This is the tear-jerking moment when an autistic boy is reunited with his favourite cuddly toy after a global online appeal.
Ten-year-old Kye would cry several times a day and could not sleep properly after his "Doggy Woof Woof" got lost earlier this year. The soft animal had been Kye's pal and comforter since he was a baby.
Many autistic children develop serious emotional attachments to particular items. If these items are lost or destroyed it causes them extreme distress, turning their worlds upside-down.
But now an ambitious project called LittleBlueCup, started by the father of another autistic lad, is reconnecting kids with those irreplaceable items by harnessing the power of social media.
In September, the organisation posted pictures of Kye and Doggy Woof Woof to its 15,000 followers asking them if they, or anyone they knew, had an identical toy at home.
Two months later, Kye cried tears of joy as his cuddly friend returned home, after a woman realised she had the very same animal lying at the bottom of a toy basket.
"I will never forget that moment when Kye unwrapped that box and saw doggy woof woof; absolutely priceless and emotional doesn't even come close," Kye's mum Michelle wrote on Facebook.
"I will equally never forget the beautiful words from LittleBlueCup when the search first began and the kindhearted Donna McIntyre who acted so kind and selfless and gave Kye back his heart melting smile.
"You are such wonderful people and Kye and I can never thank you enough. This page is a true miracle," she added.
LittleBlueCup was founded by Marc Carter after his teenage son Ben's special cup – the only object he would drink from – got worn out in 2016.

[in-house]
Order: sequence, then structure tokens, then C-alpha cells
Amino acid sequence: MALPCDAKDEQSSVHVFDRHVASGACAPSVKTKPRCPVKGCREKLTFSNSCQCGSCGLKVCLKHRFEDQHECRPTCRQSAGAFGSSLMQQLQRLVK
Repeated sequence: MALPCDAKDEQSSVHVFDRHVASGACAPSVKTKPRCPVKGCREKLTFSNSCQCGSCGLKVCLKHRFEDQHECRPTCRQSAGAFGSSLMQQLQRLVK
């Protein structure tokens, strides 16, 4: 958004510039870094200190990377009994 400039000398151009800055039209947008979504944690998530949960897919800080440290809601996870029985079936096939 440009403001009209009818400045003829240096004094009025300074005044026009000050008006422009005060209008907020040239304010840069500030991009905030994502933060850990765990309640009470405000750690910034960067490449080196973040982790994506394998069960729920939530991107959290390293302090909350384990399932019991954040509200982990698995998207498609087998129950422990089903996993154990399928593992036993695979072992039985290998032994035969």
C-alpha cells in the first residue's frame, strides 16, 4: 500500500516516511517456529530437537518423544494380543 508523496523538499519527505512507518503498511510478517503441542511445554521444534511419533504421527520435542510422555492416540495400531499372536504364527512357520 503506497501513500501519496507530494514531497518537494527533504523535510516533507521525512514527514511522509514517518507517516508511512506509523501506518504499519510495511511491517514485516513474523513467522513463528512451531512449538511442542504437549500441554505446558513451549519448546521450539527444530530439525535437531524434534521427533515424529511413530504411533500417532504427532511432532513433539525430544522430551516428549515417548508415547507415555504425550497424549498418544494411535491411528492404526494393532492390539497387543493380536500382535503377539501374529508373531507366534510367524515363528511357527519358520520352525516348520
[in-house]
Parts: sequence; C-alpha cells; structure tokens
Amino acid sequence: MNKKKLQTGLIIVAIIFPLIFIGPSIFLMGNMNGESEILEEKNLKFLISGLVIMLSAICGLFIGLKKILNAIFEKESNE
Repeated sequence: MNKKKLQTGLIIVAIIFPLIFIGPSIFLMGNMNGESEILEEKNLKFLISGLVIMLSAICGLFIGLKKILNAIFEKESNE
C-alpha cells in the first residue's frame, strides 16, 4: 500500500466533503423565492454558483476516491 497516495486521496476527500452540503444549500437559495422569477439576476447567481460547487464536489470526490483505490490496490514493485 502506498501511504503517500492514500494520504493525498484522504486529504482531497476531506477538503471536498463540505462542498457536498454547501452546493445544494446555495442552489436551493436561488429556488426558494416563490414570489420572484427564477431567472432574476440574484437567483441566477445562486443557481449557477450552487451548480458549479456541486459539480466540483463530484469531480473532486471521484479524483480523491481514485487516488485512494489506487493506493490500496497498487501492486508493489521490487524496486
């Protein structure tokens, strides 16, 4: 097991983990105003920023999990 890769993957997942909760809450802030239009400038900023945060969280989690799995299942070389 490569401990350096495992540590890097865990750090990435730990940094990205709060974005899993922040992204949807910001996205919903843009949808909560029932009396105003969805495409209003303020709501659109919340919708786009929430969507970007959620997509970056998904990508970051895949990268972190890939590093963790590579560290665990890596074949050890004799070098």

Ben's blue Tommee Tippee cup had been out of production for twenty years. Its distinctive shape meant Ben was uncomfortable drinking from anything else and he even ended up in A&E with extreme dehydration.
Marc used the internet to appeal for anyone that might have an identical cup they could give to Ben. The request went viral and, in late 2016, the manufacturer found an old mould for the cup and made a lifelong supply of 500 cups especially for Ben.
Marc decided to use his personal success to launch a global project that would help the parents of other autistic and special needs children track down rare items that they could hardly live without.
One year later, Little Blue Cup has found more than 2,000 objects from all over the world for heartbroken kids. The fast-growing project has more than 15,000 Facebook followers and branches in Australia, the US and Canada.
Kye and his Doggy Woof Woof are just the latest success story – other recent heart-breaking reunions have included Isaac and his favourite trilby hat, and a boy from Doncaster called Merlin who lost his prized Merlin the Wizard toy.
The smiles on these children's faces as they are reunited should guarantee that the LittleBlueCup project goes from strength-to-strength.
The National Autistic Society said, on its website: "Autistic people might also become attached to objects (or parts of objects), such as toys, figurines or model cars – or more unusual objects like milk bottle tops, stones or shoes.
"Autistic people often report that the pursuit of such interests is fundamental to their wellbeing and happiness."